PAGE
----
The solid conceptual foundation of the mechanics would be silenced prematurely if it found no voice in the battle design itself, but Soul Hackers 2 positively sings when it comes to the act of meeting demon with demon. There have always been little oddities that bother one about even the most sound entries in the series mechanically: Nocturne is dominated by Fog Breath; the IV duology features a cast of paper mache demons thanks to its omission of a vitality stat; V featured an immense level requirement wall and descended into item-based roteness thanks to its do-all analyze items and party-protecting dampeners, which mostly all encounters were structured around. Nothing about Soul Hackers 2 exhibits these kinds of individual downfalls that unbalance the play experience, and (playing on Hard throughout, including DLC) the game is happy to push back with all it has to make sure you'll reciprocate in turn, without regressing into attritional and protracted endurance play. The ways in which the game poses these battle-based questions are more diverse than usual in part thanks to the game's premise of Devil Summoners squaring up against one another. It leads to confrontations where the boss is in command of a vast array of demons, patching up the ranks with new arrivals as you deal with the others, leading to wildly dynamic and flexible bouts where the strategy to take is trickier to isolate and act upon instead of battles against a single powerful meat wall. These group confrontations are numerous and always serve up some kind of new twist on the mechanics that test your understanding of them in novel ways, and even the more solitary battles exhibit the same sense of puzzle-leaning curveball sensibility to them. Megami Tensei has a typically overstated reputation for its difficulty as the common perception goes, but this game was one of the only ones where I actively engaged in the practice of switching up demons multiple times per battle or used niche skills as a matter of base survival instead of for-the-sake-of-it flourishes, and this is not even a battle engine that severely rewards or punishes one for taking part in the elemental dance of death like Press Turn does. To me, it speaks highly of the dynamism and level of engagement just the base mechanics in interaction with the flow of battle design create, for probably the most enjoyable permutation of demon melee I've experienced in any of the games.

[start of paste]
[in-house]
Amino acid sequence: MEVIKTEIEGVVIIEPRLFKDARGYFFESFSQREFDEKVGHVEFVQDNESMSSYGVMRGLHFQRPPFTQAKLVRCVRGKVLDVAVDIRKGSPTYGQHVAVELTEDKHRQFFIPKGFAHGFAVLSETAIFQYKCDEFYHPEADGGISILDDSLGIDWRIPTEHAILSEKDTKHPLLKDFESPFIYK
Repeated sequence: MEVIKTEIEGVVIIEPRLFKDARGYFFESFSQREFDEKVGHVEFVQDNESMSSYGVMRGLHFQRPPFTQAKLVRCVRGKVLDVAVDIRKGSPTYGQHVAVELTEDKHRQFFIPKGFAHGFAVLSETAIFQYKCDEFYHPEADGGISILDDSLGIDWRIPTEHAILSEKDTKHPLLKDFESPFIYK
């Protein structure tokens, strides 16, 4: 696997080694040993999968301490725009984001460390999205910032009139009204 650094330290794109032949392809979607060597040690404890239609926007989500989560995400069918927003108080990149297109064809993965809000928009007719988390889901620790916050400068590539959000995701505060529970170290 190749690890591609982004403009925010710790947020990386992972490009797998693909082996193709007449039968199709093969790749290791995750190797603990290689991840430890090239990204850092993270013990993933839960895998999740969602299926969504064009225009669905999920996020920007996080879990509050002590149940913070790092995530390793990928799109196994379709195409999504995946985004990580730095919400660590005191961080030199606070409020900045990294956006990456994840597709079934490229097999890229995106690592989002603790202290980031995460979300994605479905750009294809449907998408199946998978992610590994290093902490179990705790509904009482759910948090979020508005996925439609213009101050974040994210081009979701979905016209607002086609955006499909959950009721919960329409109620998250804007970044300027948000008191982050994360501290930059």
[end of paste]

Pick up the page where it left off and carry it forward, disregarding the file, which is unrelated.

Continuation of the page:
A lot about Soul Hackers 2 was decided at first blush for many of its observers. There was recoiling and potshots taken at the character aesthetic, skepticism as for whether it could live up to or meaningfully resonate with the original, and dismissal founded upon its surface resemblance to other RPGs which also often aren't considered individually for their merits or faults, but simply lumped together as irrelevant because they look "budget", as the catch-all term for artistic disregard goes. The same can be said for more positive dispositions, like my own: I wanted this game to be good--typically I wish that for all games and media--but it wasn't an outlook that brushed aside the misgivings and erased criticality whole cloth. That unease is part and parcel with much of the medium, and more pressingly with Atlus's games and with Megami Tensei--precedent has cultivated and nourished that seed of doubt. What is exceptional to me about Soul Hackers 2 is that for all its limitations, for all the half-baked executions on stellar concepts in it, there is no wider thematic caveat to single out, no fumbling of tone and message in its narrative or presentational extrapolations thereof. It's not a wildly audacious game, but neither is it complacent in the subjects it talks about nor betray what it aims to communicate with those ideas as it does it. It's a game that even when faced with existential desperation and flirts with the Great Man Theory to seek refuge in, it ultimately musters up a kind of deprecating self-awareness that everyone's a bit of a fuck-up and no one has a good answer for problems that are much larger than the individual. Women aren't reduced to victims in it, queer people aren't punchlines, the protagonist isn't a mirror for wish-fulfillment (except maybe her jacket) without whom the people around her don't socially exist, and the cast are all young adults with personal, private lives all of which they value, guard, and occasionally share, with an honest portrayal that sex and sexuality are part of those relationships--outside of the player's context--when relevant. I don't know what kind of takeaway most will get from Soul Hackers 2, but for me it was a maturation of a studio's output in the way these stories are told, with much less bargaining to be made through continued interactions with it. I will happily take part in its world's twilight pizza and beers afterparty.

~~~

I heard some chatter about the game being about 25 to 40 hours before release, which... I can't even imagine what kind of critical path beelining you would have to do to pull that off; my timer at the end with all quests done, the Soul Matrix explored as much as possible on an initial playthrough and the DLC played was 80 hours. I still didn't tire of it even after that long, and might keep up with New Game+ to fight the hardest battles, explore what's left and fuse the rest of the compendium. It's simply a world that I enjoy existing in, which is a great claim for any game.
 
Last edited:
Top